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Re: [vox-tech] Unnecessary RDBMS features [was Need your help in recovering database.]
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Re: [vox-tech] Unnecessary RDBMS features [was Need your help in recovering database.]

--- Tim Riley <timriley@timriley.net> wrote:
> > Are you actually saying you believe commit/rollback is a *bad* thing?
> Yea--it's not worth its weight.
> >
> > If so, you are definitely the first person I've ever heard say that...
> >
> > I'm not criticizing your opinion; I'm just trying to understand.
> Commit/rollback requires that a copy be made of each datum involved
> in an insert, update, or delete statement. This is very expensive. But
> why make the copy? I know my insert, update, or delete is the correct
> thing to do at the time. If I'm making a mistake to the database,
> I'll fix it when I catch it.

Commit/rollback is invaluable, depending on what you are doing.  There are some
very good reasons to use commit/rollback functions in your RDBMS.  How exactly
the rollback is done is implementation specific; the cost should not have much
effect on performance.  The database system that we use in our shop
(intersystems Cache) has no problem with gigabytes of database and thousands of
updates daily, with full rollback functionality.  There's no good reason why
the SIZE of a database has anything to do with it's ability to audit db
transactions (commit/rollback).

We have been doing testing of DB systems, when we encounter strange errors.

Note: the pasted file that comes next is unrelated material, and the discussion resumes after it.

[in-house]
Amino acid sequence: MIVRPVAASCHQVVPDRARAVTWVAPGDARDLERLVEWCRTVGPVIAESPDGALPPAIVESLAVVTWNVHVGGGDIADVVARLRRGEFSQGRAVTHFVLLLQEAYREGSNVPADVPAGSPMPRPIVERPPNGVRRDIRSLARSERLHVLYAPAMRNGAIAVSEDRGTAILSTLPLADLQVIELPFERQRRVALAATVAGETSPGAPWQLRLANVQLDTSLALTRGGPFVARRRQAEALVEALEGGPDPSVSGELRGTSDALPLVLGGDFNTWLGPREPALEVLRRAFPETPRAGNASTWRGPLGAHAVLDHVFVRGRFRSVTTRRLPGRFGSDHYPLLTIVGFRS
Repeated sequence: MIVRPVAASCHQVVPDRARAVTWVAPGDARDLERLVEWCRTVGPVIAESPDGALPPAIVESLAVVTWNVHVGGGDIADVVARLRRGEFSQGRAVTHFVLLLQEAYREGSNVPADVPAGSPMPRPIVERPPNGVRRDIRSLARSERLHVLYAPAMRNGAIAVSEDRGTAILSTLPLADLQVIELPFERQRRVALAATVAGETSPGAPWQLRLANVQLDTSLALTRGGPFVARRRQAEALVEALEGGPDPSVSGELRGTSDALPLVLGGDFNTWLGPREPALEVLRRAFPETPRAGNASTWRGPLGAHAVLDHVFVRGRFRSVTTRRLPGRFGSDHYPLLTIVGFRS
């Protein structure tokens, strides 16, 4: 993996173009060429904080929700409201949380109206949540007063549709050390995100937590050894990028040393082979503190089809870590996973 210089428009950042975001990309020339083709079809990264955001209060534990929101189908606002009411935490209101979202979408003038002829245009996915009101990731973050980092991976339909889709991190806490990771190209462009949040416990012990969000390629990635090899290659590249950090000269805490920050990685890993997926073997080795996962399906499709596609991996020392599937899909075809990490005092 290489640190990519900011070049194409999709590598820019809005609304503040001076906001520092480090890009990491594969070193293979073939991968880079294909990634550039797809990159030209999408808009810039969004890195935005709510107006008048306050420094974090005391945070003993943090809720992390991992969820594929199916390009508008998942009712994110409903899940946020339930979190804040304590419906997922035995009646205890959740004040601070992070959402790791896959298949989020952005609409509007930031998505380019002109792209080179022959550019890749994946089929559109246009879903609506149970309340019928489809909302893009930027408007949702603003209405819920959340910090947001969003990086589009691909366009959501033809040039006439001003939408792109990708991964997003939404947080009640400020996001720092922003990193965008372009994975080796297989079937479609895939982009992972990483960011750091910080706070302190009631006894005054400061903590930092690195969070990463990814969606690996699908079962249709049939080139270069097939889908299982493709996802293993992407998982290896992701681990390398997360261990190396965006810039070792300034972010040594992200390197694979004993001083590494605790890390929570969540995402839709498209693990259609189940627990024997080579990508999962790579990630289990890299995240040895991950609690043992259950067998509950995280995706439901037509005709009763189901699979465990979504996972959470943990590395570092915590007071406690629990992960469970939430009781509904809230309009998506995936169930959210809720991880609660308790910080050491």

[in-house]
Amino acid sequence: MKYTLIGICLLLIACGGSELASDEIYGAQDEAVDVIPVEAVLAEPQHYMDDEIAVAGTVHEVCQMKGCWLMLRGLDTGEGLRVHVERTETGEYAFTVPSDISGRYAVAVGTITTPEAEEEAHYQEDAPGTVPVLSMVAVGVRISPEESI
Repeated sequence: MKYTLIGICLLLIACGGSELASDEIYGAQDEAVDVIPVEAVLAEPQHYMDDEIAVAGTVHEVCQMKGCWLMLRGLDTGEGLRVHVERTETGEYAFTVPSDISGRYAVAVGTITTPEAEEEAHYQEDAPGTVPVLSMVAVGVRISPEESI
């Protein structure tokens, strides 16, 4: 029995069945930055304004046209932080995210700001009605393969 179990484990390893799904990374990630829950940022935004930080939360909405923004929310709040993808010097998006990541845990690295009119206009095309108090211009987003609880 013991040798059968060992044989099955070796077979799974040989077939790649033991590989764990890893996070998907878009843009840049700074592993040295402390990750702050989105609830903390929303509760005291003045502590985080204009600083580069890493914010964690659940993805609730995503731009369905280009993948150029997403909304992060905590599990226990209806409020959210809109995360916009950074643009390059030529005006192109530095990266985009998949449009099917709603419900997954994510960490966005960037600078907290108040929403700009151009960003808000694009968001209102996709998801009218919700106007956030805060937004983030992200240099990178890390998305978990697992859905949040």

So, we take a current snapshot of the db, rollback to just before the time that
the error occured, and step one by one through transactions until the error
occurs.  It _really_ gives clues as to what _EXACTLY_ was going on when an
error occurs.  There have been times that it's worth it's weight in gold,
because it has saved hours upon hours of: 1. reentry of information, 2. testing
of systems, 3. recovery of damaged or corrupted files.  It's for this reason
why we use intersystems cache, because of it's ability to do this for the past
3 or 4 major releases (with no hit on performance).

Commit/rollback is just another feature for an admin to decide if the cost is
worth the benefits, IMHO.  But just because some RDBMS's can't implement a good
transactional system (oracle, MySQL) doesn't mean you should throw out a baby
with bathwater.

My $0.02


PS: Dump your databases often so your databases don't take a dump on you ;)

Nothing is as sad as gigabytes of corrupted db files.  Sorry to hear :(

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